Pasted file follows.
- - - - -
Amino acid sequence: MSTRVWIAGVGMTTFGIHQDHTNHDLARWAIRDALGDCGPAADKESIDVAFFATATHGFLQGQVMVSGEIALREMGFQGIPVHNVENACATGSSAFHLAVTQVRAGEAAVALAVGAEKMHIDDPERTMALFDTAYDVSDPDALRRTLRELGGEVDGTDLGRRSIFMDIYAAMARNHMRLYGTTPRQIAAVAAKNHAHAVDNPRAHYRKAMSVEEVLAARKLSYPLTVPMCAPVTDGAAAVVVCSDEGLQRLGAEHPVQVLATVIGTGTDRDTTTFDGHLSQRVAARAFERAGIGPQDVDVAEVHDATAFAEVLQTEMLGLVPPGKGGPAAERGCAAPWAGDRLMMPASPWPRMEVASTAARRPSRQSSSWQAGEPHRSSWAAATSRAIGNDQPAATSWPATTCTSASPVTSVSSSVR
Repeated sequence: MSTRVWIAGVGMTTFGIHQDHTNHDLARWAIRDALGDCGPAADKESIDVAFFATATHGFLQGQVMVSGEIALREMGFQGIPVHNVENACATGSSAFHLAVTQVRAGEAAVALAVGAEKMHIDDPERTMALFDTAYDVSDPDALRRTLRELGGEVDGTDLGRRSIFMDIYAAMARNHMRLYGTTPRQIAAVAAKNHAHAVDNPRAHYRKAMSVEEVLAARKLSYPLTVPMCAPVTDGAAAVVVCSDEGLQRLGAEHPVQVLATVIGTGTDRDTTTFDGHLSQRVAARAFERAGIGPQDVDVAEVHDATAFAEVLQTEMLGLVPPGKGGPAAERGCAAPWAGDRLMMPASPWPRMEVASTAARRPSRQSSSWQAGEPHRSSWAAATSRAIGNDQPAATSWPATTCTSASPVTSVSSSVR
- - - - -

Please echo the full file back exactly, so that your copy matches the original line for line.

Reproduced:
Amino acid sequence: MSTRVWIAGVGMTTFGIHQDHTNHDLARWAIRDALGDCGPAADKESIDVAFFATATHGFLQGQVMVSGEIALREMGFQGIPVHNVENACATGSSAFHLAVTQVRAGEAAVALAVGAEKMHIDDPERTMALFDTAYDVSDPDALRRTLRELGGEVDGTDLGRRSIFMDIYAAMARNHMRLYGTTPRQIAAVAAKNHAHAVDNPRAHYRKAMSVEEVLAARKLSYPLTVPMCAPVTDGAAAVVVCSDEGLQRLGAEHPVQVLATVIGTGTDRDTTTFDGHLSQRVAARAFERAGIGPQDVDVAEVHDATAFAEVLQTEMLGLVPPGKGGPAAERGCAAPWAGDRLMMPASPWPRMEVASTAARRPSRQSSSWQAGEPHRSSWAAATSRAIGNDQPAATSWPATTCTSASPVTSVSSSVR
Repeated sequence: MSTRVWIAGVGMTTFGIHQDHTNHDLARWAIRDALGDCGPAADKESIDVAFFATATHGFLQGQVMVSGEIALREMGFQGIPVHNVENACATGSSAFHLAVTQVRAGEAAVALAVGAEKMHIDDPERTMALFDTAYDVSDPDALRRTLRELGGEVDGTDLGRRSIFMDIYAAMARNHMRLYGTTPRQIAAVAAKNHAHAVDNPRAHYRKAMSVEEVLAARKLSYPLTVPMCAPVTDGAAAVVVCSDEGLQRLGAEHPVQVLATVIGTGTDRDTTTFDGHLSQRVAARAFERAGIGPQDVDVAEVHDATAFAEVLQTEMLGLVPPGKGGPAAERGCAAPWAGDRLMMPASPWPRMEVASTAARRPSRQSSSWQAGEPHRSSWAAATSRAIGNDQPAATSWPATTCTSASPVTSVSSSVR